Moderator Knottie Warrior 10000 Comments 500 Love Its
    I often tip 40%.  Sometimes even 100%.  Although not generally on high priced items.

    Between labor and tip it came out to be over 20%.






    What differentiates an average host and a great host is anticipating unexpressed needs and wants of their guests.  Just because the want/need is not expressed, doesn't mean it wouldn't be appreciated. 
  • In Response to Re: Catering Tip:
    [QUOTE]In Response to Re: Catering Tip : Whatelse, besides what Stage said, would be considered labor?? OP stated that there was no mention of gratuities in the contract and if she's seeking out advice she isn't willy nilly tipping. OP, base your tip off of the food total, but if the service is not what you expected (awesome or terrible), feel free to add/subtract, just like any other dining experience
    Posted by sydaries[/QUOTE]

    Servers get paid "labor" too. It's called minimum wage. That doesn't mean you don't tip them.
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  • In Response to Re: Catering Tip:
    [QUOTE]I think that OP needs to find out what this labor is for and not guess.  Willy nilly tipping, if the establishment has built it into pricing is silly.  Many venues build in tipping into prices. 
    Posted by NYUgirl100[/QUOTE]


    Labor is for everyone working the event. It includes the following:  Wedding Coordinator Head Chef 4 Assistant Chefs 5 Servers 3 Bartenders
  • Also the labor is based on all people working 9.5 hours.... which is low on some and high on others. It does say that in the contract with the catering company. 
  • lyndausvilyndausvi Western Slope, Colorado mod
    Moderator Knottie Warrior 10000 Comments 500 Love Its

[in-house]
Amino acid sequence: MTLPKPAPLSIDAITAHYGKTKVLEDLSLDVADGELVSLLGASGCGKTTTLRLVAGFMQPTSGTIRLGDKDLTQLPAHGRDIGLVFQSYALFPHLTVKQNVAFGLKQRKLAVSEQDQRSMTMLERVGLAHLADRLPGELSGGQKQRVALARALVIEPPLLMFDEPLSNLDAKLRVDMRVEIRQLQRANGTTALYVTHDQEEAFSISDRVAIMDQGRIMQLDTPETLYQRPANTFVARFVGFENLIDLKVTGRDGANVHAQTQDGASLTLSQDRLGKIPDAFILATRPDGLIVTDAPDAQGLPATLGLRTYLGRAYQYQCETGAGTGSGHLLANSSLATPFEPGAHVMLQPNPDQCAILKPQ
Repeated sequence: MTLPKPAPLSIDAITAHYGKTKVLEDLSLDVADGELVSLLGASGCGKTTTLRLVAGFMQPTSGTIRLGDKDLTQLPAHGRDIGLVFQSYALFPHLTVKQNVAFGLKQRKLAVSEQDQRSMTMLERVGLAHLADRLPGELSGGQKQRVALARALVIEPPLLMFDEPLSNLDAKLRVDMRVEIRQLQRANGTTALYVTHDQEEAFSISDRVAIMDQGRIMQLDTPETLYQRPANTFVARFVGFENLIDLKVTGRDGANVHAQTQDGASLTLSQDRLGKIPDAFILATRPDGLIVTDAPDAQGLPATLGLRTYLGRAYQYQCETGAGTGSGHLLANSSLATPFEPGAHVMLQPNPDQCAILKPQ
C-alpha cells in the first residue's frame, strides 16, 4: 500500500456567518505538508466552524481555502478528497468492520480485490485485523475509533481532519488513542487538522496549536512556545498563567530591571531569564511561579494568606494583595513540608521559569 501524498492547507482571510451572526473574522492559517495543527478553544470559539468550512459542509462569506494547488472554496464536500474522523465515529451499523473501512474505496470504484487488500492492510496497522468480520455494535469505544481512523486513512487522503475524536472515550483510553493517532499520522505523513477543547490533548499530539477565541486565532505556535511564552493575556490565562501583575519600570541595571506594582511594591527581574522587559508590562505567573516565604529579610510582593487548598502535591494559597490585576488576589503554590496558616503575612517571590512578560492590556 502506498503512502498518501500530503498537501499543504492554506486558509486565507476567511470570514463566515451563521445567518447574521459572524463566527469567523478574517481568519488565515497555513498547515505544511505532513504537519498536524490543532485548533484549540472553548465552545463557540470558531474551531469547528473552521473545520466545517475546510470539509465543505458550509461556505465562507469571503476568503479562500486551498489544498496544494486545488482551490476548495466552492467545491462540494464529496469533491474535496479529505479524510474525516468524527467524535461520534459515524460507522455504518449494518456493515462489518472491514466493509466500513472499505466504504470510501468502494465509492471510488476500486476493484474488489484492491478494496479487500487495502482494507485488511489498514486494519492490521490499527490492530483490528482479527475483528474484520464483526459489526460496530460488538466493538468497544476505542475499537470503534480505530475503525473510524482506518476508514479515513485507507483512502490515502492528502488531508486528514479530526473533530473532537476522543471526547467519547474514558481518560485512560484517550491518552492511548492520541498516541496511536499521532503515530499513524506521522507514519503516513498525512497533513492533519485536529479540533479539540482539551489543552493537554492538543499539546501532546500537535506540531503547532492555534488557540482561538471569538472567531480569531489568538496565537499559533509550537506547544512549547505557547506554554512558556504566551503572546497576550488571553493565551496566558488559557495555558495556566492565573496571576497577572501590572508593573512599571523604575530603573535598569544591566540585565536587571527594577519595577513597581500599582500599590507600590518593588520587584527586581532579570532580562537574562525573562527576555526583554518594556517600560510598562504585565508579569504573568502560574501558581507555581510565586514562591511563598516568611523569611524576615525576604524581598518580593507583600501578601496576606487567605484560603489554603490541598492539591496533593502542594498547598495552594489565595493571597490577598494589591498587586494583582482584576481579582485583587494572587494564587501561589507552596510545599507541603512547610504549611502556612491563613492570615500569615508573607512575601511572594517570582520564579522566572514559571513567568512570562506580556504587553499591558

edited October 2012
    In Response to Re: Catering Tip:
    [QUOTE]In Response to Re: Catering Tip : Labor is for everyone working the event. It includes the following:  
    Wedding Coordinator 
    Head Chef 
     4 Assistant Chefs
    5 Servers
     3 Bartenders
    Posted by abussen[/QUOTE]
    We had a similar list (not exact though). 
      We tipped the servers $175 each.  We tipped the bartenders $250 each.  We gave the assistant  chefs and dishwasher $50 each.    Not that we had to give the last group anything.  But our wedding was unique because it was a tent wedding had a Tropical  Storm hit.  All hands were on deck for setup and stuff, so we thought we would give the chefs and dishwasher something for helping the servers out.  
    We also tipped the Coordinator, but I can't remember what, but it was a few hundred.

    ETA - we also had to pay a per person rate for minimum of 8 hours.






    What differentiates an average host and a great host is anticipating unexpressed needs and wants of their guests.  Just because the want/need is not expressed, doesn't mean it wouldn't be appreciated. 
  • In Response to Re: Catering Tip: